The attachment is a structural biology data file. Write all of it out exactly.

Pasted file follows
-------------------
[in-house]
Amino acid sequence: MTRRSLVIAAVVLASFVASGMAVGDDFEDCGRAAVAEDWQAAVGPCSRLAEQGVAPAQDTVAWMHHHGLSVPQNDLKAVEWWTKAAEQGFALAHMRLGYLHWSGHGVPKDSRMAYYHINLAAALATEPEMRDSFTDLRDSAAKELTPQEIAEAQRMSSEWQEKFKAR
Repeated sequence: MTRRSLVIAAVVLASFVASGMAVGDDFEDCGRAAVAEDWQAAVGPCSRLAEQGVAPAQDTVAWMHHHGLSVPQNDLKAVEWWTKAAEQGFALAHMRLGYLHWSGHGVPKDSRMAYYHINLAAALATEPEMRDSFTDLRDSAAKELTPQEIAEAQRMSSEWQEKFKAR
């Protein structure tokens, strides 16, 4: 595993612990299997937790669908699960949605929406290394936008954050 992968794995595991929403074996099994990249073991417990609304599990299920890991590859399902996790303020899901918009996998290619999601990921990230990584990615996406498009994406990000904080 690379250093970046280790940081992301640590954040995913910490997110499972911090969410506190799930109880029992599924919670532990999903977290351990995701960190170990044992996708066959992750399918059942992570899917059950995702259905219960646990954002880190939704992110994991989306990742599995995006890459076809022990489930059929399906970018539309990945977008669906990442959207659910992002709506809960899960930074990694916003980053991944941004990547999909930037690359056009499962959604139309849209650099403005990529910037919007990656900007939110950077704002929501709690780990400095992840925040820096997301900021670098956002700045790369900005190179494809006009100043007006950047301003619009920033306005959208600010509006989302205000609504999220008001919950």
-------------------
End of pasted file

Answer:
[in-house]
Amino acid sequence: MTRRSLVIAAVVLASFVASGMAVGDDFEDCGRAAVAEDWQAAVGPCSRLAEQGVAPAQDTVAWMHHHGLSVPQNDLKAVEWWTKAAEQGFALAHMRLGYLHWSGHGVPKDSRMAYYHINLAAALATEPEMRDSFTDLRDSAAKELTPQEIAEAQRMSSEWQEKFKAR
Repeated sequence: MTRRSLVIAAVVLASFVASGMAVGDDFEDCGRAAVAEDWQAAVGPCSRLAEQGVAPAQDTVAWMHHHGLSVPQNDLKAVEWWTKAAEQGFALAHMRLGYLHWSGHGVPKDSRMAYYHINLAAALATEPEMRDSFTDLRDSAAKELTPQEIAEAQRMSSEWQEKFKAR
């Protein structure tokens, strides 16, 4: 595993612990299997937790669908699960949605929406290394936008954050 992968794995595991929403074996099994990249073991417990609304599990299920890991590859399902996790303020899901918009996998290619999601990921990230990584990615996406498009994406990000904080 690379250093970046280790940081992301640590954040995913910490997110499972911090969410506190799930109880029992599924919670532990999903977290351990995701960190170990044992996708066959992750399918059942992570899917059950995702259905219960646990954002880190939704992110994991989306990742599995995006890459076809022990489930059929399906970018539309990945977008669906990442959207659910992002709506809960899960930074990694916003980053991944941004990547999909930037690359056009499962959604139309849209650099403005990529910037919007990656900007939110950077704002929501709690780990400095992840925040820096997301900021670098956002700045790369900005190179494809006009100043007006950047301003619009920033306005959208600010509006989302205000609504999220008001919950």